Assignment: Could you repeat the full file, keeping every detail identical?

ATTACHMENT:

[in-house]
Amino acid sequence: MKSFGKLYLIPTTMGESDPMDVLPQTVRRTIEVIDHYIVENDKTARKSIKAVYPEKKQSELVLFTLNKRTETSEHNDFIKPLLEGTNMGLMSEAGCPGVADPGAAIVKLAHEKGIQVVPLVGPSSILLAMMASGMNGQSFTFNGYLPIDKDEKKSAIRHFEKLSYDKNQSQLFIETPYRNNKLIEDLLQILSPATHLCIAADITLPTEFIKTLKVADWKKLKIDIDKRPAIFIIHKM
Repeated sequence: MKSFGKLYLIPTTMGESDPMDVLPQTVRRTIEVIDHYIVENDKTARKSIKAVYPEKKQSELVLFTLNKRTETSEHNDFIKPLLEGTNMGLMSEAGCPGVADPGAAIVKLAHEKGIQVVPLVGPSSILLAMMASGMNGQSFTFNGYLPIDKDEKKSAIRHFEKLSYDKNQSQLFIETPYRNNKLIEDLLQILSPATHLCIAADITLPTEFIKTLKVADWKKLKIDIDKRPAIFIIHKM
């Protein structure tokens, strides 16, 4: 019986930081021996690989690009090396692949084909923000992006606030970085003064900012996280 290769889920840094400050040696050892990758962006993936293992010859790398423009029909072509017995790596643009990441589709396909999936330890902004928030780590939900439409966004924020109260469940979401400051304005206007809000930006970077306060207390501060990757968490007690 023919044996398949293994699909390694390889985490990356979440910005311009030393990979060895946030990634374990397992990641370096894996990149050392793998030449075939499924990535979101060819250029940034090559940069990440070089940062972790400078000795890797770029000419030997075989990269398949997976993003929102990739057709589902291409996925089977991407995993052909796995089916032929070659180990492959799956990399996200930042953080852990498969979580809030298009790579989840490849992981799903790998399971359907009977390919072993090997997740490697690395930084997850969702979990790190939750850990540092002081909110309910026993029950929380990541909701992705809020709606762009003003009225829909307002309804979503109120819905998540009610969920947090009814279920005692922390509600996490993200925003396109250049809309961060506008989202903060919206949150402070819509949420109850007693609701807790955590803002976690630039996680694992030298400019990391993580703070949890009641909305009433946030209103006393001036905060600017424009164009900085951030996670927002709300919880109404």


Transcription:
[in-house]
Amino acid sequence: MKSFGKLYLIPTTMGESDPMDVLPQTVRRTIEVIDHYIVENDKTARKSIKAVYPEKKQSELVLFTLNKRTETSEHNDFIKPLLEGTNMGLMSEAGCPGVADPGAAIVKLAHEKGIQVVPLVGPSSILLAMMASGMNGQSFTFNGYLPIDKDEKKSAIRHFEKLSYDKNQSQLFIETPYRNNKLIEDLLQILSPATHLCIAADITLPTEFIKTLKVADWKKLKIDIDKRPAIFIIHKM
Repeated sequence: MKSFGKLYLIPTTMGESDPMDVLPQTVRRTIEVIDHYIVENDKTARKSIKAVYPEKKQSELVLFTLNKRTETSEHNDFIKPLLEGTNMGLMSEAGCPGVADPGAAIVKLAHEKGIQVVPLVGPSSILLAMMASGMNGQSFTFNGYLPIDKDEKKSAIRHFEKLSYDKNQSQLFIETPYRNNKLIEDLLQILSPATHLCIAADITLPTEFIKTLKVADWKKLKIDIDKRPAIFIIHKM
């Protein structure tokens, strides 16, 4: 019986930081021996690989690009090396692949084909923000992006606030970085003064900012996280 290769889920840094400050040696050892990758962006993936293992010859790398423009029909072509017995790596643009990441589709396909999936330890902004928030780590939900439409966004924020109260469940979401400051304005206007809000930006970077306060207390501060990757968490007690 023919044996398949293994699909390694390889985490990356979440910005311009030393990979060895946030990634374990397992990641370096894996990149050392793998030449075939499924990535979101060819250029940034090559940069990440070089940062972790400078000795890797770029000419030997075989990269398949997976993003929102990739057709589902291409996925089977991407995993052909796995089916032929070659180990492959799956990399996200930042953080852990498969979580809030298009790579989840490849992981799903790998399971359907009977390919072993090997997740490697690395930084997850969702979990790190939750850990540092002081909110309910026993029950929380990541909701992705809020709606762009003003009225829909307002309804979503109120819905998540009610969920947090009814279920005692922390509600996490993200925003396109250049809309961060506008989202903060919206949150402070819509949420109850007693609701807790955590803002976690630039996680694992030298400019990391993580703070949890009641909305009433946030209103006393001036905060600017424009164009900085951030996670927002709300919880109404």